Mewat

place in India

Mewat is a historical region of Haryana and Rajasthan states in northwestern India. The loose boundaries of Mewat are not precisely determined but generally include Hathin tehsil and Nuh district of Haryana, Alwar (Tijara, Kishangarh, Bas, Ramgarh, Laxmangarh tehsils and Aravalli hills tract) and Bharatpur districts (Pahari, Nagar and Kaman tehsils) of Rajasthan, and Chhata Tehsil of Mathura district in Uttar Pradesh. The region roughly corresponds to the ancient kingdom of Matsya, founded in the 5th century BCE. Mewati dialect, a slight variant of the Haryanvi and Rajasthani dialects of Hindi, is spoken in rural areas of the region. Mewati Gharana is a distinctive style of Indian classical music.

QuotesEdit

  • Particularly the Delhi Sultanate was hardly a functioning empire... In the Mewat region south of Delhi, the Shudras led the unrelenting resistance against the Sultans, waging a guerilla operation from hide-outs in the forest. Sultans Nasiruddin and Balban had to clear away the forest before they could hunt down and forcibly convert a substantial part of this population....
    • K.S. Lal, Epigraphica Indica, J. Ramayya, E. Hultzsch, K. Rama Sastri; Quoted from Elst, Koenraad (2001). Decolonizing the Hindu mind: Ideological development of Hindu revivalism. New Delhi: Rupa. p. 402-404
  • In 1256 Ulugh Khan Balban carried on devastating warfare in Sirmur, and ‘so many of the rebellious Hindus were killed that numbers cannot be computed or described.’ Ranthambhor was attacked in 1259 and ‘many of its valiant fighting men were sent to hell.’ In the punitive expedition to Mewat (1260) ‘numberless Hindus perished under the merciless swords of the soldiers of Islam.’ In the same year 12,000 men, women and children were put to the sword in Hariyana.
    • K.S. Lal. Indian Muslims: Who Are They (1990)
  • It was at this place that he [Ilyas] first came into contact with the Mewatis… These uncouth and illiterate people had converted to Islam on a mass scale as a result of the efforts of the well-known sufi Hazrat Nizamuddin Aulia and his descendants, But in practical life they were far from Islam… They kept their Hindu names,… they celebrated all the Hindu festivals and made sacrifices to the pre-Islamic gods and goddesses… In 1921 new problems arose when Arya Samaj preachers resolved to reconvert the Indian Muslim to their ancestral religion. Thanks to the religious and cultural poverty of the Meos, the large-scale activities of the Aryan missionaries met with great success. The solution of this problem was to impart to them religious education so that they did not yield to any malign influence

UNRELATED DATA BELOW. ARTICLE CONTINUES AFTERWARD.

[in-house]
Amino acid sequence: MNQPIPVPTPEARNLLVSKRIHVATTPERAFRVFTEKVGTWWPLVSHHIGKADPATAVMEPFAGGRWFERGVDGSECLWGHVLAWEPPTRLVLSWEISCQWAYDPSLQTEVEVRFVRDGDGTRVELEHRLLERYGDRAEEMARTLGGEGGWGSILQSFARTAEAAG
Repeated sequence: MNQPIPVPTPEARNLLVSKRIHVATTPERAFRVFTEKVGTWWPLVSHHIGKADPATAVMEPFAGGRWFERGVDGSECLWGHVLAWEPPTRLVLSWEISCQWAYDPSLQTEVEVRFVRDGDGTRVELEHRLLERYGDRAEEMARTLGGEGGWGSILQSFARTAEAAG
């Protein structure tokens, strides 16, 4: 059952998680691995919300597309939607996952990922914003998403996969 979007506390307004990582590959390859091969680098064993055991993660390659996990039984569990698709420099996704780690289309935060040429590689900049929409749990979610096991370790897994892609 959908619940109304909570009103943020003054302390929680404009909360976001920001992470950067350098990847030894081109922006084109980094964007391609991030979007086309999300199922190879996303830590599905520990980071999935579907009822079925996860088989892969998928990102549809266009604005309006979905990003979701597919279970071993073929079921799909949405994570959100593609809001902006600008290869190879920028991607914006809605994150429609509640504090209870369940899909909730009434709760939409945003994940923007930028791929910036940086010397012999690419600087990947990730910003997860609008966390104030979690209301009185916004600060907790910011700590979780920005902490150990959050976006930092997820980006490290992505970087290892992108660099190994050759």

The only solution to this problem, as the Maulana saw it, lay in separating them from their milieu… They changed their way of dressing and grew beards, shaking off one by one almost all their pre-Islamic customs that they had retained after their conversion…
    • Maulana Wahiduddin Khan, Tabligh Movement, Al Risala Books, The Islamic Centre, Nizamuddin, New Delhi, Second Reprint, 1994 p. 5-12
  • A dislike for Hinduised garments was created and people began to dress themselves according to the specifications of the Shariat. Bracelets got removed from the arms and rings from the ears of men…
    • Describing the changes in the Mewat region that came as a result of the efforts of Maulana Ilyas and the Tabligh workers.
    • Abul Hasan Ali Nadwi, Life and Mission of Maulana Mohammad Ilyas, Lucknow, 1983, p. 40. Quoted in Shail Mayaram, Resisting Regimes: Myth, Memory and the Shaping of a Muslim Identity, OUP, Delhi, 1997, p.226; and in Time for stock taking, whither Sangh Parivar? Edited by Goel, S. R. (1997).
  • Another tablighi, Muhammad Abdul Shakur, was more vituperative against the prevalence of Hindu customs among the Muslims. He raved against the barbarous (wahshiana) dress of the Hindus like dhoti, ghaghra and angia and advocated wearing of “kurta, amama, kurti, pyjama and orhni (or long Chadar)”. He attacked Hindu marriage customs practised by Muslims and warned women against participating in marriages with their faces uncovered. He insisted on women observing parda and was shocked to find that even after a thousand years of their conversion during the expeditions of Mahmud of Ghazni, Indian Muslims were living like Hindus. In the end he exhorted the senior Mewati Muslims thus: “Oh Muslims, the older people of Mewat, I appeal to you in a friendly way, doing my tablighi duty, to give up all idolatrous and illegal (mushrikana) ways of the Hindus… Islam has laid down rules for all social and cultural conduct… follow them.”
    • Lal, K. S. (1992). The legacy of Muslim rule in India. New Delhi: Aditya Prakashan. Chapter 8
  • Ulugh Khan Balban marched with a large force on a campaign in the region of Ranthambhor, Mewat and Siwalik. He made a proclamation that a soldier who brought a live captive would be rewarded with two silver tankahs and one who brought the head of a dead one would get one silver tankah. Soon three to four hundred living and dead were brought to his presence.
    • Minhaj; Elliot and Dowson, II, 348, 367, 371, 380-81, Farishtah, I, 73. Farishtah, I. 73. As quoted from Lal, K. S. (1994). Muslim slave system in medieval India. New Delhi: Aditya Prakashan. Chapter 5

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